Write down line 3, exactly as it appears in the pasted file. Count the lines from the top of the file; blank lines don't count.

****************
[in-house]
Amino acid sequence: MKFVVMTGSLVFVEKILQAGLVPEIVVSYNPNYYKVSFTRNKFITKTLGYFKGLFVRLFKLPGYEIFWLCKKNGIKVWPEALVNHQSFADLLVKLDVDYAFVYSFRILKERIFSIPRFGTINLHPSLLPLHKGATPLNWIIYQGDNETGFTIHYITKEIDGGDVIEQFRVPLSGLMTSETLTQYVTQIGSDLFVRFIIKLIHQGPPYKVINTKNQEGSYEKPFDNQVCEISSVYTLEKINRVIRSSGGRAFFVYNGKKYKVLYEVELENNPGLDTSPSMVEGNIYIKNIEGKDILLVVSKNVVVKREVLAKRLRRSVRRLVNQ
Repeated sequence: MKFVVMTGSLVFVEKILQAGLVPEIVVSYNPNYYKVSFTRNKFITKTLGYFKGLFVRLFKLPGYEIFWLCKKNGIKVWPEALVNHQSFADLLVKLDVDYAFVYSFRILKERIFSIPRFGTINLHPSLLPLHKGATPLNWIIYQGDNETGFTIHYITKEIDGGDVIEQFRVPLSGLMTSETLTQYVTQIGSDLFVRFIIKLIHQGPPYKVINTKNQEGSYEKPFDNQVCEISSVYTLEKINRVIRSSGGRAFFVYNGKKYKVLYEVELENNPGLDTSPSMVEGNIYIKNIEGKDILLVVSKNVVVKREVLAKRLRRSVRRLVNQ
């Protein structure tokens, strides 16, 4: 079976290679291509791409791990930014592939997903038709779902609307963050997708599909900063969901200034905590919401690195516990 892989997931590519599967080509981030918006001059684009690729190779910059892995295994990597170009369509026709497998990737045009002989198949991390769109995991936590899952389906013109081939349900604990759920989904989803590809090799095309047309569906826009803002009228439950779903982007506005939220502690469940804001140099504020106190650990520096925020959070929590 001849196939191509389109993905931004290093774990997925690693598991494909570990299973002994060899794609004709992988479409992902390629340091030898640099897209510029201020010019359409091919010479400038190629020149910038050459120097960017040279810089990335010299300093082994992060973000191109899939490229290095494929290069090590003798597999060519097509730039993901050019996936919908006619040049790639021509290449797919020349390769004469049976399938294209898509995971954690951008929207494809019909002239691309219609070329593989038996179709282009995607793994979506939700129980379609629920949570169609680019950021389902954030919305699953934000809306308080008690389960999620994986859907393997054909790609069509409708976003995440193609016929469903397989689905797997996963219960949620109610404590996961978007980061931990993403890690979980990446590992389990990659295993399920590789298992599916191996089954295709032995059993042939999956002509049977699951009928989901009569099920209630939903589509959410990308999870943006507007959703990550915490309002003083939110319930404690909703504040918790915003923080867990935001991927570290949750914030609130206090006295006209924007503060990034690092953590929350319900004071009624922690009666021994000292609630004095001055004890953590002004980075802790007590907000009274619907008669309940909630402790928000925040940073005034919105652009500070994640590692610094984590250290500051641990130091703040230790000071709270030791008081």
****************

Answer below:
Repeated sequence: MKFVVMTGSLVFVEKILQAGLVPEIVVSYNPNYYKVSFTRNKFITKTLGYFKGLFVRLFKLPGYEIFWLCKKNGIKVWPEALVNHQSFADLLVKLDVDYAFVYSFRILKERIFSIPRFGTINLHPSLLPLHKGATPLNWIIYQGDNETGFTIHYITKEIDGGDVIEQFRVPLSGLMTSETLTQYVTQIGSDLFVRFIIKLIHQGPPYKVINTKNQEGSYEKPFDNQVCEISSVYTLEKINRVIRSSGGRAFFVYNGKKYKVLYEVELENNPGLDTSPSMVEGNIYIKNIEGKDILLVVSKNVVVKREVLAKRLRRSVRRLVNQ